FTC Proposes Banning Facebook From Monetizing Youth Data

Facebook sign at HQ
(Image credit: Facebook)

The Federal Trade Commission has proposed banning Facebook from profiting from data collected from anyone under 18, including via its Instagram, WhatsApp, and Oculus services.

That came Wednesday (May 3) as one of the proposed changes to the FTC’s 2020 settlement with the parent company — now Meta — over what the agency called its repeated failure to live up to promises it made as part of the settlement to protect kids’ privacy.

An independent review of that settlement order found enough issues that the FTC said those “deficiencies” posed “substantial risks to the public.”

Facebook has repeatedly violated its privacy promises,” said Samuel Levine, director of the FTC’s Bureau of Consumer Protection, in a statement. “The company’s recklessness has put young users at risk, and Facebook needs to answer for its failures.”

The FTC alleges Facebook failed to comply with the FTC privacy order and misled parents about its ability to control who kids communicated with through the Messenger Kids app, as well as misrepresenting the access some app developers had to users’ private data.

Also: FTC Confirms Facebook Investigation

As part of the FTC's proposed changes to the settlement, Facebook would also have new limits on the use of facial recognition technology.

Facebook paid a whopping $5 billion as part of the 2020 settlement, but did not pony up on its promises, the FTC alleges.

The commission said Facebook has violated both the 2020 order and a 2012 settlement that “barred the company from misrepresenting its privacy practices,“ including by "continuing to give app developers access to users' private information..."

The proposed changes include:

1.) “Blanket prohibition against monetizing data of children and teens under 18: Meta and all its related entities would be restricted in how they use the data they collect from children and teens. The company could only collect and use such data to provide the services or for security purposes and would be prohibited from monetizing this data or otherwise using it for commercial gain even after those users turn 18.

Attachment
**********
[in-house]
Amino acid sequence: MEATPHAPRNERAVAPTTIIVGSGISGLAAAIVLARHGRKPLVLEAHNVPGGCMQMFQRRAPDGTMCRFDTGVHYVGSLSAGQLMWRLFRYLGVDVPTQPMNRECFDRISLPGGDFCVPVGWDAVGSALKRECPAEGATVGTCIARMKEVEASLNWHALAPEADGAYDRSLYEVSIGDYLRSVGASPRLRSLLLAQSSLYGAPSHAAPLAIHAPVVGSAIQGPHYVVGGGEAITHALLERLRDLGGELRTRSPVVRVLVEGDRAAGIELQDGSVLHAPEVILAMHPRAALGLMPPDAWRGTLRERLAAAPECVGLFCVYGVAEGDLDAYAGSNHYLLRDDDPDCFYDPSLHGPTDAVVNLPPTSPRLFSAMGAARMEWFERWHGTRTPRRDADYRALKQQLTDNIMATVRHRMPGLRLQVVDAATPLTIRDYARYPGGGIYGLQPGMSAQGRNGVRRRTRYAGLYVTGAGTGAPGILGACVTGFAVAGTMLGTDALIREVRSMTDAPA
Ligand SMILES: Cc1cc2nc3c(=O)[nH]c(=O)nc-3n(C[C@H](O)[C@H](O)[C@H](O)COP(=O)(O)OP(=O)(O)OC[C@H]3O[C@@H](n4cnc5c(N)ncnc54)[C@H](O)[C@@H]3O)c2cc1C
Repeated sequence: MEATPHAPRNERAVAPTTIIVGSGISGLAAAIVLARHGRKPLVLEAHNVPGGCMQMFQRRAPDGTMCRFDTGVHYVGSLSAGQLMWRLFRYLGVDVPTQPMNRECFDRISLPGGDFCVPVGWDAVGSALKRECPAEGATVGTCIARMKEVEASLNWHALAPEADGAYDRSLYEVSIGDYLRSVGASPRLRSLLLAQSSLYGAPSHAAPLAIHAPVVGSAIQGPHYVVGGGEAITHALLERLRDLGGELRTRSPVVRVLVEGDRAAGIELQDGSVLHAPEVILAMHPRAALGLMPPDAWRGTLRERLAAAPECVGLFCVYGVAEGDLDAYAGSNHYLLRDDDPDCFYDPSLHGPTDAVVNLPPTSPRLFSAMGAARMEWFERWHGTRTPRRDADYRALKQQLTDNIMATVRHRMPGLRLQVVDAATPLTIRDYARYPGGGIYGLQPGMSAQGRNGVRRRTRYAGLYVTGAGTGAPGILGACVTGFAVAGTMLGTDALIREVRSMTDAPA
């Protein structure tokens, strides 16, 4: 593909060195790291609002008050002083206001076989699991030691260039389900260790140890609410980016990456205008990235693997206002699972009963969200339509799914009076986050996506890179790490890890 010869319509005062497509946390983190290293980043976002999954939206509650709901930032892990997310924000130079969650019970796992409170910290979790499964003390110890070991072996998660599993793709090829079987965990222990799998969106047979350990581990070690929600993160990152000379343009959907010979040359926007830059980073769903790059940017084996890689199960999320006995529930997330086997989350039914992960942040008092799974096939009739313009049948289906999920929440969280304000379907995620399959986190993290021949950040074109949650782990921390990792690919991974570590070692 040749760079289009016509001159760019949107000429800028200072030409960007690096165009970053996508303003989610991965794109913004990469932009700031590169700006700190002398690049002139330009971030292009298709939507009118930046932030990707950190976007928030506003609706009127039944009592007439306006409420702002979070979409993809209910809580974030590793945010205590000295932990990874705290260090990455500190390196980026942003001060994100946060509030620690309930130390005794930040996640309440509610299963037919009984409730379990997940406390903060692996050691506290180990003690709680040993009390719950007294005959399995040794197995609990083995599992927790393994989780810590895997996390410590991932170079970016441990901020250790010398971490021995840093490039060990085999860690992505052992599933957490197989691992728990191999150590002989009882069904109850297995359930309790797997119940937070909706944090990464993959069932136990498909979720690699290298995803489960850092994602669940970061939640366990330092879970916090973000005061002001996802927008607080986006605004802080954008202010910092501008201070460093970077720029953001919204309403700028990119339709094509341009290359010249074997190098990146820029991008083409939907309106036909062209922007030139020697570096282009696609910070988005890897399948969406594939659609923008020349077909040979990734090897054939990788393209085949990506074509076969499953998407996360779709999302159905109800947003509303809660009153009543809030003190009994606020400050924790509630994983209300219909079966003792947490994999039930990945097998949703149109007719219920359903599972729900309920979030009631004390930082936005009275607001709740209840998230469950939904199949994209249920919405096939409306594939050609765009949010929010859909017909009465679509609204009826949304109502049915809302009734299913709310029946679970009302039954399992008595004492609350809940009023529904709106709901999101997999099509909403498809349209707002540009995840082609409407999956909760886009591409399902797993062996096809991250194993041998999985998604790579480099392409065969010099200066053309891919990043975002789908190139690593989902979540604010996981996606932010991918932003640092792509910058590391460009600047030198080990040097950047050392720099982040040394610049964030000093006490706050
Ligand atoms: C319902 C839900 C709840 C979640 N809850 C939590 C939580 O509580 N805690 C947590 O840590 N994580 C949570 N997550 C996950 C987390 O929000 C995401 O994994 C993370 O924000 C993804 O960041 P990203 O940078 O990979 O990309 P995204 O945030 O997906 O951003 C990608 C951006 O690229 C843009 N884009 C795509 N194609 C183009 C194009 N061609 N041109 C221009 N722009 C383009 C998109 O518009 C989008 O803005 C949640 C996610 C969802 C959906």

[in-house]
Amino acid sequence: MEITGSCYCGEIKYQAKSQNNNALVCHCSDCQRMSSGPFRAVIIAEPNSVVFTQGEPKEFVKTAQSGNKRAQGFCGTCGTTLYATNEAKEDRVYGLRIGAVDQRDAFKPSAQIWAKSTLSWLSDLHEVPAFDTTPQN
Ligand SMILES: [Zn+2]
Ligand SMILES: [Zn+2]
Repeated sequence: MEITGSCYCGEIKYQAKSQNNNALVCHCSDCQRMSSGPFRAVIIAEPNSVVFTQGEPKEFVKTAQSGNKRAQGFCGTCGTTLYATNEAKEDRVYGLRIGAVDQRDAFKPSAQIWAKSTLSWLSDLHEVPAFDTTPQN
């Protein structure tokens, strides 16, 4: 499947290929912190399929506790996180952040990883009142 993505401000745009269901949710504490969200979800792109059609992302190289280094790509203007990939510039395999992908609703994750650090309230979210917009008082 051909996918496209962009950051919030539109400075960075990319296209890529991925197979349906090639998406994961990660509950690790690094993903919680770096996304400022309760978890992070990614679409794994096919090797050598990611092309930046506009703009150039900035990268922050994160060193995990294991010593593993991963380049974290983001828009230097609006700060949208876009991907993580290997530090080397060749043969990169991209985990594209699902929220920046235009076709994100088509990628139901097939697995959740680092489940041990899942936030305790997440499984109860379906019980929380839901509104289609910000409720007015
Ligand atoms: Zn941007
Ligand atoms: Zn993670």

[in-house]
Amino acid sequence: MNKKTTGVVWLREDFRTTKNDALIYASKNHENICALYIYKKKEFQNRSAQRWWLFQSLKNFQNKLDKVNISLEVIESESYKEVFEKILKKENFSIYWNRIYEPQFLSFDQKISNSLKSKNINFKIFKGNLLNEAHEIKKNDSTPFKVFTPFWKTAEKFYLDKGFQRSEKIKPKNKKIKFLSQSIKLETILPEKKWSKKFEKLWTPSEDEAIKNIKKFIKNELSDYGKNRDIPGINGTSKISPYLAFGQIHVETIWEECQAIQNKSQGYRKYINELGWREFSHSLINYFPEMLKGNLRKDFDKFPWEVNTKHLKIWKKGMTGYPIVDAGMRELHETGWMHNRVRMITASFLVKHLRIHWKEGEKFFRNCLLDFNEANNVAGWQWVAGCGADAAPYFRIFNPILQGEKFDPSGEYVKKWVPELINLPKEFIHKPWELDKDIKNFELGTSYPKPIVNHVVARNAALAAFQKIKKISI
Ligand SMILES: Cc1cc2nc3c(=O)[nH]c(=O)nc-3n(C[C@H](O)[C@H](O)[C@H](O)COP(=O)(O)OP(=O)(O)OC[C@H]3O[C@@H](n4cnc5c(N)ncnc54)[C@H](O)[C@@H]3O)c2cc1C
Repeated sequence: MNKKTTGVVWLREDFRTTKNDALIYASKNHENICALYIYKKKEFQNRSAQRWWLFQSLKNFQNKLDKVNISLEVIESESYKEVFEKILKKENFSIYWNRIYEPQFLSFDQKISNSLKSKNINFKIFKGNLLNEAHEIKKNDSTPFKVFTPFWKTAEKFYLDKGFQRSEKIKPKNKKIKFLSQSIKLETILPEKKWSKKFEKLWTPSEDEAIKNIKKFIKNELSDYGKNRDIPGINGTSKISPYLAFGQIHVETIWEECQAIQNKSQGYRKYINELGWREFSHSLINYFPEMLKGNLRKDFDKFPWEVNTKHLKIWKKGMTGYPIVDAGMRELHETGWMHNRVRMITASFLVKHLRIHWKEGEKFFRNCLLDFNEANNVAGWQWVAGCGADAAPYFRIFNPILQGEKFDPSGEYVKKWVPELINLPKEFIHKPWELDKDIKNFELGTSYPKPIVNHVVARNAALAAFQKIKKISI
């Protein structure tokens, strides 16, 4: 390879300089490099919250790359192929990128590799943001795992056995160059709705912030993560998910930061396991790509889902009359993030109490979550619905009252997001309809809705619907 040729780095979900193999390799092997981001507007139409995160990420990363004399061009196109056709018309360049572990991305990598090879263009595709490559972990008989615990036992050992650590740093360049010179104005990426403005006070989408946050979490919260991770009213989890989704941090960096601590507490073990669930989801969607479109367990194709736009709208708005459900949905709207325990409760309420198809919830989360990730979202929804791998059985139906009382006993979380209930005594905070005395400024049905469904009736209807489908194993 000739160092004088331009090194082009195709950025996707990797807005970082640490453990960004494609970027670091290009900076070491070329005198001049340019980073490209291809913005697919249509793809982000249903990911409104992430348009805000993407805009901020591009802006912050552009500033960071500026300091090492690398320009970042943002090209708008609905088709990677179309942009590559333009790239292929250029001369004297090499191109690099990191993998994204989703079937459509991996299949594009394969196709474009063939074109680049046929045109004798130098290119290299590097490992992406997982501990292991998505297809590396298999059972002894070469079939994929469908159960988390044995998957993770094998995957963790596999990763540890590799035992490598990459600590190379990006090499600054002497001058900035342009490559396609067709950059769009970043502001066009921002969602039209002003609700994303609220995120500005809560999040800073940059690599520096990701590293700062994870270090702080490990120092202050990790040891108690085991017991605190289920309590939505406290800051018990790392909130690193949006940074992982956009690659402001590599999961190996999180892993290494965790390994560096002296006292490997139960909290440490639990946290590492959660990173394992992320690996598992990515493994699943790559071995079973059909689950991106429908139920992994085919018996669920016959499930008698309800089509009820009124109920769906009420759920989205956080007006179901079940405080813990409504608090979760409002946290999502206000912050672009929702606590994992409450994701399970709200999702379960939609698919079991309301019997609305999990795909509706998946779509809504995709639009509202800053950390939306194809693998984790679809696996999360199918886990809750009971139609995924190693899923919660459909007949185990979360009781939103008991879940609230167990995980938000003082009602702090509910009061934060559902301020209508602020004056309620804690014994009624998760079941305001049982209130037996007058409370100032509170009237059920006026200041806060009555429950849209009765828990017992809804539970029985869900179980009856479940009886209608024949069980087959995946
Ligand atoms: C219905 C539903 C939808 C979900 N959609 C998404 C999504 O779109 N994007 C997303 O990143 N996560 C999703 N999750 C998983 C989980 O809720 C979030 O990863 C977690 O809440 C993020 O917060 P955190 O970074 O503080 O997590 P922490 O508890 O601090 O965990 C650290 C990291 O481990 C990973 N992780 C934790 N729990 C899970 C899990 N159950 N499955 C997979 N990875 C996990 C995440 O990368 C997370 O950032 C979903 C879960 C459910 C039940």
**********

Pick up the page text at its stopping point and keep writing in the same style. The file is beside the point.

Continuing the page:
2.) “Pause on the launch of new products, services: The company would be prohibited from releasing new or modified products, services, or features without written confirmation from the assessor that its privacy program is in full compliance with the order’s requirements and presents no material gaps or weaknesses.

3.)Extension of compliance to merged companies: Meta would be required to ensure compliance with the FTC order for any companies it acquires or merges with, and to honor those companies’ prior privacy commitments.

4.) “Limits on future uses of facial recognition technology: Meta would be required to disclose and obtain users’ affirmative consent for any future uses of facial recognition technology. The change would expand the limits on the use of facial recognition technology included in the 2020 order.

5.) “Strengthening existing requirements: Some privacy program provisions in the 2020 order would be strengthened, such as those related to privacy review, third-party monitoring, data inventory and access controls and employee training. Meta’s reporting obligations also would be expanded to include its own violations of its commitments.”

The FTC has given Facebook 30 days to respond to the allegations.

Sen. Ed Markey (D-Mass.), who has made children's online privacy protection one of his legislative missions, joined with Sen. Bill Cassidy (R-La.) to praise the proposed changes.

“In a Big Tech ecosystem of predatory platforms, Meta stands out for its appalling and consistent record of tracking kids, harming teens, and lying to parents,” Markey and Kennedy said. “Today, the FTC has affirmed what we’ve been saying for years: Meta has already violated the law, and now it’s failing to comply with the terms of its privacy probation. We commend the FTC for taking this step and urge it to move forward with holding Meta accountable.”

Coincidentally, on Wednesday, Markey reintroduced his update of his own Children’s Online Privacy Protection Act, which would ban all targeted ads to kids on any platform.

The Information Technology and Innovation Foundation (ITIF) saw the FTC’s proposed move quite differently.

“The FTC has an important role to play as the lead enforcer of the nation’s consumer protection laws,” ITIF VP Daniel Castro said. “Sadly, instead of enforcing the laws on the books, it is attempting to unilaterally expand its scope and power beyond its legal authority in ways that would limit the ability of businesses to offer services to children online.”

Castro said the FTC is trying to legislate, which is the province of Congress.

John Eggerton

Contributing editor John Eggerton has been an editor and/or writer on media regulation, legislation and policy for over four decades, including covering the FCC, FTC, Congress, the major media trade associations, and the federal courts. In addition to Multichannel News and Broadcasting + Cable, his work has appeared in Radio World, TV Technology, TV Fax, This Week in Consumer Electronics, Variety and the Encyclopedia Britannica.